There are two very important aspects to preparing yourself for retirement – the financial, and the emotional. Next month we’ll share some important steps to get your financial affairs in order, but this month we’re focusing on how to retire well from an emotional perspective.
Author of The New Retirementality, Mitch Anthony sums it up brilliantly. He says that for retirement, “You need enough purpose to wake up in the morning and enough money to sleep at night.”
The word “retirement” suggests your focus is on what you are retiring from (working) rather than the freedom the next phase of your life can bring.
If planned and prepared for, this “next phase” can be incredibly meaningful. You’re gaining precious time along with the opportunity to spend it as you choose. But if you’ve spent the last three-plus decades working, this can also be a daunting prospect.
If you are a man retiring today at age 60, according to the Office of National Statistics you would have an average life expectancy of age 85 and a one in four chance of living to age 92. For women the respective ages are 87 and 94.
There’s a good chance that your retirement could equate to another half of your life, so it’s important to make it interesting and meaningful – whatever that looks like for you.
Here are six ways you can smooth your way into your retirement years.
1. Take the time to design and plan your retirement
How far in advance you start planning your retirement and the time you’ll need to invest will vary considerably depending on your circumstances.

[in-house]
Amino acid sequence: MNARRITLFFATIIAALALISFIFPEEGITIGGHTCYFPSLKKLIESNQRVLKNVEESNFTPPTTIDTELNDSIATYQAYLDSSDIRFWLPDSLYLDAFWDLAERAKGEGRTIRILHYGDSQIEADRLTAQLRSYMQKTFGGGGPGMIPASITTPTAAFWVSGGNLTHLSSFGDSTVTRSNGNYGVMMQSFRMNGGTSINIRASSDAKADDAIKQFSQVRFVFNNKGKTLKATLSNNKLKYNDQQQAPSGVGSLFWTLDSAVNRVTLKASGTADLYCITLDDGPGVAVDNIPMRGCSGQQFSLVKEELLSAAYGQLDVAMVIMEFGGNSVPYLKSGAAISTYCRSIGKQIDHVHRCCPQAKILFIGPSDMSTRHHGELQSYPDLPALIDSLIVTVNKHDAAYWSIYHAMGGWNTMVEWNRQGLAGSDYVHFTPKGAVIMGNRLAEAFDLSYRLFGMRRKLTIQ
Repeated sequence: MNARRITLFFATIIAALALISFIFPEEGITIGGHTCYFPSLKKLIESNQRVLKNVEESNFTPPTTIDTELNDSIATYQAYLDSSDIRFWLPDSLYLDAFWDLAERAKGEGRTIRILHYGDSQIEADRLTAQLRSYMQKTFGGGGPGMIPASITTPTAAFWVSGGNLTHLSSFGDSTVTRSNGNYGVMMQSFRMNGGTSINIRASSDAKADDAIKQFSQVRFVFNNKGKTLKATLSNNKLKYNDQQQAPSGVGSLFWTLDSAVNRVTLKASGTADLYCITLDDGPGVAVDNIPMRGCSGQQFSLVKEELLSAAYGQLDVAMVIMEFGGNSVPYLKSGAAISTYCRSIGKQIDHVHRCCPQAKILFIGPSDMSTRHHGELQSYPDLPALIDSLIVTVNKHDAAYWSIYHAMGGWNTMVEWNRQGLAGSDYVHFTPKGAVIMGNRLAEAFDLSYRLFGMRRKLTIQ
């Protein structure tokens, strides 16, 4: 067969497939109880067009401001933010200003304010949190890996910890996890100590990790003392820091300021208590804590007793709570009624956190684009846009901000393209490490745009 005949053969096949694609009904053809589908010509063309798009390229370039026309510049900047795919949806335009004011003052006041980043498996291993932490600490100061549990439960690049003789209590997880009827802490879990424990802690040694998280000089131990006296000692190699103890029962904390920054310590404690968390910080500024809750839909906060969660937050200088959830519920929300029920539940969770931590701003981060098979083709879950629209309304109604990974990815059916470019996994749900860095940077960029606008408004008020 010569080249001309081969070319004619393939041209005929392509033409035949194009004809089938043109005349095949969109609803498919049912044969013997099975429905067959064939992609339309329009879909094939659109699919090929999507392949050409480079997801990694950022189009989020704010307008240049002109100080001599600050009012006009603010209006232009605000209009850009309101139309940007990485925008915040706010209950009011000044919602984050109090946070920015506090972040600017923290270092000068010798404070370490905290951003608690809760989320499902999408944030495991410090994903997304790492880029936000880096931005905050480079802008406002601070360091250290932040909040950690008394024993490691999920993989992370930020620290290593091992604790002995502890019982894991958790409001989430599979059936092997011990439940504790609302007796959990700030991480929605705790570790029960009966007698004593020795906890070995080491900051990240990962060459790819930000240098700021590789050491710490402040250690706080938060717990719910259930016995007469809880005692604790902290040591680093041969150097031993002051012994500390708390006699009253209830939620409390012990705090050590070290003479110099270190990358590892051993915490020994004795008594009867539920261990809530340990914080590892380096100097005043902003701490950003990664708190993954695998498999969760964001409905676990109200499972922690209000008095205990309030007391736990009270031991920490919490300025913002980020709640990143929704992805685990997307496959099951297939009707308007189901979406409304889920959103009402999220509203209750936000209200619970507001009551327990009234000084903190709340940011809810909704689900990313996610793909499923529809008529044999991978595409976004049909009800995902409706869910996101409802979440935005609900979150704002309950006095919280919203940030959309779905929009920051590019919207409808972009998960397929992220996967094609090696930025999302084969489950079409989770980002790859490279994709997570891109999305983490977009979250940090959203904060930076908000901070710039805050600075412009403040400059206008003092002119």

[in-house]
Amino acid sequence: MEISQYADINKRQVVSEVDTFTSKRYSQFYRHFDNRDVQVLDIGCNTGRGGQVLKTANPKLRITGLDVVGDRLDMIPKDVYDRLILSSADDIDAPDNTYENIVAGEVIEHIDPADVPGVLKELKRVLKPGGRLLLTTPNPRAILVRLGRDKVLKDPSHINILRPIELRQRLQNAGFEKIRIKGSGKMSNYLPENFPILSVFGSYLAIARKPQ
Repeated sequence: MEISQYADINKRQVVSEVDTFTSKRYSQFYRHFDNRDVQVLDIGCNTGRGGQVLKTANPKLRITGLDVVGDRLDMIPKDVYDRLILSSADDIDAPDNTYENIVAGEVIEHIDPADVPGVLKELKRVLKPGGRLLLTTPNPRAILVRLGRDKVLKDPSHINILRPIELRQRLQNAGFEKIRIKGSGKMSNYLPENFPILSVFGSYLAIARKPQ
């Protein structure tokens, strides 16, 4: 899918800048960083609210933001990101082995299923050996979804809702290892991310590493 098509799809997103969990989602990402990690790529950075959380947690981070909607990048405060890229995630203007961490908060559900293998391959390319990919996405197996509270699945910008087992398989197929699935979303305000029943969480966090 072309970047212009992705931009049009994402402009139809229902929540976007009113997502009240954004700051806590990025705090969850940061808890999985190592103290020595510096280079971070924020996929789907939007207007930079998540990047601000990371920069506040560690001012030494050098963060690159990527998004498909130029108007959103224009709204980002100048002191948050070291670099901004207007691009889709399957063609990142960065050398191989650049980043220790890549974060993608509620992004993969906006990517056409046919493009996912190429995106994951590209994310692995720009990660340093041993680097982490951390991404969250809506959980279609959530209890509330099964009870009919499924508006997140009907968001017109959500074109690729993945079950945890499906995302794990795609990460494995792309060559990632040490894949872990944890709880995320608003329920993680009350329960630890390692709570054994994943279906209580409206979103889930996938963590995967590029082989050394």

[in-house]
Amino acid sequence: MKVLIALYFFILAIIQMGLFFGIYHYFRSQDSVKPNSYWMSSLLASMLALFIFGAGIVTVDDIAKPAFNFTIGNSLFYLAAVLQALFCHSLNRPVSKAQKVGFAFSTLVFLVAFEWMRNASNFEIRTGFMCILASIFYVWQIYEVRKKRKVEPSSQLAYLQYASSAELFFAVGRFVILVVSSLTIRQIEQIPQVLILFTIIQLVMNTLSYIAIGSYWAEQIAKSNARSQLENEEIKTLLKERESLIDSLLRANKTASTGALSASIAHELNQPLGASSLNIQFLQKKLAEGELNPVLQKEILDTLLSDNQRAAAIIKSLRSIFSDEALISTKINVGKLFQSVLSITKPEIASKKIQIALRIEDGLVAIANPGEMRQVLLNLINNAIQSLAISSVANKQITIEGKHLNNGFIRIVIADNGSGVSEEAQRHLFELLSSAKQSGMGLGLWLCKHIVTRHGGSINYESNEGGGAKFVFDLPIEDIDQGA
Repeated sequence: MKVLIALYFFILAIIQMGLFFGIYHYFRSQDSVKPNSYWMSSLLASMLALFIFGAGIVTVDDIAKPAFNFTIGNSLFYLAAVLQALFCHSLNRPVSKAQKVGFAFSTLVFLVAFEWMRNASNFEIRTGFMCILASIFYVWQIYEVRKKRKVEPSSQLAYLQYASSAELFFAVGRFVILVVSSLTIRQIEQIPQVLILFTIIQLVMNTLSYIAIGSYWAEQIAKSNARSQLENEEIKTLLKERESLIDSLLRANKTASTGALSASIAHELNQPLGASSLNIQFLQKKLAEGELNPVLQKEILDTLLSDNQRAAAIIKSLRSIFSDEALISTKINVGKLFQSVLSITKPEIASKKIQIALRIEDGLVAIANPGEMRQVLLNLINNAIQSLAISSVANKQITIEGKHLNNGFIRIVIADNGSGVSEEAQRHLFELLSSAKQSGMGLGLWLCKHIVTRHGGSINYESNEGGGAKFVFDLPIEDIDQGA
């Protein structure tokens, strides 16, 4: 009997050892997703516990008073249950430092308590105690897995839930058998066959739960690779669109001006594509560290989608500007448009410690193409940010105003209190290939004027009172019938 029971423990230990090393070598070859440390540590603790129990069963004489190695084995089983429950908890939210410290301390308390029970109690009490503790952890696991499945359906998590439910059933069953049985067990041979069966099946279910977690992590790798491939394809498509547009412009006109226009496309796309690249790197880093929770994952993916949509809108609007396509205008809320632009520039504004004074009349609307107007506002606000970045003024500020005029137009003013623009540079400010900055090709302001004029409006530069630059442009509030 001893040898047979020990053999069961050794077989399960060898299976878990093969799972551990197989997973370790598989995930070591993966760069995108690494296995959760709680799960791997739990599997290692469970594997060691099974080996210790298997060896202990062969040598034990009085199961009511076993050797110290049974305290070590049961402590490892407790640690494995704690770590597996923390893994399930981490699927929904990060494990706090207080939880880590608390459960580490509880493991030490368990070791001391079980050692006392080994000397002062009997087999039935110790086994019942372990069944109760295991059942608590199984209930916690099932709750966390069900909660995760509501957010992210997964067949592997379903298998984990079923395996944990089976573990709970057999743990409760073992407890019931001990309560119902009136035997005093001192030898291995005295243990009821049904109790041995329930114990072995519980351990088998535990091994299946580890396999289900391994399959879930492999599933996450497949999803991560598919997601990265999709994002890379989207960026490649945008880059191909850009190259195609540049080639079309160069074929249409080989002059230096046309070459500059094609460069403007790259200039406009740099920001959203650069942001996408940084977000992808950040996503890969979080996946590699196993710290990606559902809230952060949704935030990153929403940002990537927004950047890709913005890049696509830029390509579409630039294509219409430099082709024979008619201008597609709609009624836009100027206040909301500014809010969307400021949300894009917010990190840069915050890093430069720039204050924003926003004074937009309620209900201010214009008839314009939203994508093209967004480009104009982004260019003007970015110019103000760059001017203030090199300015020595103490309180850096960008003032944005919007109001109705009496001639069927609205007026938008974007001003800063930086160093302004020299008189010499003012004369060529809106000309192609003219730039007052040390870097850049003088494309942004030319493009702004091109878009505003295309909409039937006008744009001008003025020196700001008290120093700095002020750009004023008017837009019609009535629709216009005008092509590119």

If you’ve been working flat out for years, with hardly any time for yourself, let alone time for reflection and to consider your next steps, you are likely to benefit from planning your transition several years ahead.
The first step might be deciding when, if, and how you would like to retire.
Financial aspects obviously come into this, as you will need to be confident that you have the financial resources you require in place. There are plenty of people working well into their seventies, simply because they love what they are doing, and they find it fulfilling. Just keep an open mind and avoid making too many assumptions.
If you’ve decided you do want to retire and you’re now gathering some ideas for what comes next, start by asking yourself two simple but important questions:
- What do I enjoy doing that I would love to do more of?
- What dreams have I forgotten I had?
Then you can get to work on creating a bucket list of things you’d love to do and places you’d love to go.
If you have a partner, it’s essential to work on this together.
While having your own interests and independence from each other is important, communicating your hopes, dreams and fears for the future helps ensure you agree. Otherwise, developing different ideas for how you want to spend your future can cause friction down the line.
2. Make retiring a process
Over the past decade, the retirement landscape has shifted significantly. There are now far more flexible options available for how you use your pensions. Fortunately, we have seen a similar shift in employers’ attitudes towards retirement too.
Some employers will now offer a transitionary period over several years, allowing you to work part time and get used to having more freedom before you take the step to stop work completely.
For a business owner, removing yourself from the business gradually can increase the value for sale as it operates without being so dependent on you, or, alternatively, can smooth the succession process if you’re handing over the reins to your team.